Just because you have experience of the justice system, whether that’s a previous conviction or you’re currently engaging with the probation service, it doesn’t mean you can’t volunteer or apply for a job. The justice sector itself may well value your first-hand knowledge and experience; many companies are keen to employ people with varied life experiences and backgrounds to bring diversity and new ways of thinking to their organisations. Find your future with an employer that sees past your past.
Firstly, make sure you understand whether you need to disclose your conviction, and when. A probation practitioner, Jobcentre Plus work coach or employment advisor can give guidance on this, or visit: https://hub.unlock.org.uk/knowledgebase/when-and-how-to-disclose-to-employers/#1-we-do-checks
Different employers will have varied recruitment processes – some request CVs, some ask you to fill in an application form. See if there is any published information on the form or the company’s website about their policy for employing people with criminal convictions. Generally, the best policy is to disclose your conviction at the first point of asking; be open and honest and don’t let a standard check throw up any surprises to your potential employer.
However, it is not common practice to include your conviction on your CV. Fill gaps in time with ‘not available to work’. If you are asked at an interview, you can explain.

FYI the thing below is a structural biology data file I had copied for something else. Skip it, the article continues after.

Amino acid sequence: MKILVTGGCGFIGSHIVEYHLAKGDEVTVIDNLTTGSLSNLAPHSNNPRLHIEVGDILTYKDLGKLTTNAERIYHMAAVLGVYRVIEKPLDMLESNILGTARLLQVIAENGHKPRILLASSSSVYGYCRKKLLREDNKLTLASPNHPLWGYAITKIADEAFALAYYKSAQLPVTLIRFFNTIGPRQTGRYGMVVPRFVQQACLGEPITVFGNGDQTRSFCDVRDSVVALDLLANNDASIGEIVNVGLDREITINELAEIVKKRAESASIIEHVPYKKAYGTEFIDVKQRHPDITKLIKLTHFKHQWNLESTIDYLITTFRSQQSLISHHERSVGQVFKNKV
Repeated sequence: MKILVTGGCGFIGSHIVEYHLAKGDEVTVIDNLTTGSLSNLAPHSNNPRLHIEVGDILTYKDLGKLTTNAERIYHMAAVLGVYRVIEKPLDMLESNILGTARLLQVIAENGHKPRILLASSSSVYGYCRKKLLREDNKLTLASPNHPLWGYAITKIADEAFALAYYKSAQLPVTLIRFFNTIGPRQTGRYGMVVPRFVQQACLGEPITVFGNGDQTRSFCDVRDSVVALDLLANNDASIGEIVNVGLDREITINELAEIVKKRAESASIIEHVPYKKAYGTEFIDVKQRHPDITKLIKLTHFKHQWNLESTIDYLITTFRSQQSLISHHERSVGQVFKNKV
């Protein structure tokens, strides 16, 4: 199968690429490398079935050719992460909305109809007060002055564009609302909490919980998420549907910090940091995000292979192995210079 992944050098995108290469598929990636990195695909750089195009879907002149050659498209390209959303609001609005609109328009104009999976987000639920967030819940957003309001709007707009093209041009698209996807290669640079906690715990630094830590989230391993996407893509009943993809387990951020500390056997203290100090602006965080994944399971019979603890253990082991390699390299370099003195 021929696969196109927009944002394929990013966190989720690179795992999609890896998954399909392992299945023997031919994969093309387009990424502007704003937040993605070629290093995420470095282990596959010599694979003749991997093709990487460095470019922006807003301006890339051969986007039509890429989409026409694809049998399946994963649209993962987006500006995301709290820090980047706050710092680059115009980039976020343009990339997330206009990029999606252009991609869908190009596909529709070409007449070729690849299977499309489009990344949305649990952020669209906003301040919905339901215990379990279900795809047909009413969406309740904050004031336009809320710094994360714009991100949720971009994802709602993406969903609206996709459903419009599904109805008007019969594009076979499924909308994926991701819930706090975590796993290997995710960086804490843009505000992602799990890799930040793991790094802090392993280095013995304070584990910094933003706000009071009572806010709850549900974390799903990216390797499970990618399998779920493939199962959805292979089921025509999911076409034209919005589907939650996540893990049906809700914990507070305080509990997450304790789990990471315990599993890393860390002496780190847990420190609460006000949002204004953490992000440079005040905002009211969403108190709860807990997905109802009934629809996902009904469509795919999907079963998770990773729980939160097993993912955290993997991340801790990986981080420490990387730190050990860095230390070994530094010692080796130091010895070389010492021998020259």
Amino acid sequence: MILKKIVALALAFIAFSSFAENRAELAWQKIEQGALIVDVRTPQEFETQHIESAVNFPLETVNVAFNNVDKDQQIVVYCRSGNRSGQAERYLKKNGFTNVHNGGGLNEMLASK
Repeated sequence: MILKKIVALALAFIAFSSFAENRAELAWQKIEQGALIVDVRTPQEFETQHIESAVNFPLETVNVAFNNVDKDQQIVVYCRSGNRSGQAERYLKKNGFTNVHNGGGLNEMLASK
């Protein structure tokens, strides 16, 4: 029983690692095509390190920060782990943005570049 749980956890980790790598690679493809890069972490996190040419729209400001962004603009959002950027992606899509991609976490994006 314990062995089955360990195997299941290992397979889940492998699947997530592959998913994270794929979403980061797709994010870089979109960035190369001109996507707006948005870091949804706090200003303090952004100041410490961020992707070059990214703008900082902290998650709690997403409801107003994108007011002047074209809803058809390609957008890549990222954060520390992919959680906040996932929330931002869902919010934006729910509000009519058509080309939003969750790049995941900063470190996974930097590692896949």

If you are invited for interview, discuss your past life face to face. It’s more effective and can give you the chance to explain what led you to offend and what is different about your life now. It is a legal requirement to answer truthfully if you are asked about a criminal conviction during an interview.
Above all, be positive. Remember you have lots to offer, and an interview is a chance to highlight your skills and abilities. Have your past experiences given you transferrable skills to offer to an employer? Are you resilient, good at handling change and thinking on your feet? Do you empathise with people in similar situations, and have practical advice to offer on turning your life around? Prepare what you are going to say so you can deliver it with confidence.
Some companies may require a DBS, or similar checks. Don’t stress if these take time to process. They will pick up any convictions or cautions but if you’ve been completely open, there will be no surprises.
If your dream job involves you working with people in prison or on probation, there may be a requirement from the Ministry of Justice to undertake Standard Plus Vetting. Your potential employer will handle this and may contact your current probation practitioner if you have one.
Ticked all these proverbial boxes? Got an offer? Accepted?
Congratulations! You are a new valued employee. No doubt they can’t wait for you to start.
You can find out more helpful hints here and see the range of jobs available at Ingeus here. We welcome applications from anyone with the aptitude, enthusiasm and commitment to help us on our mission to Enable Better Lives.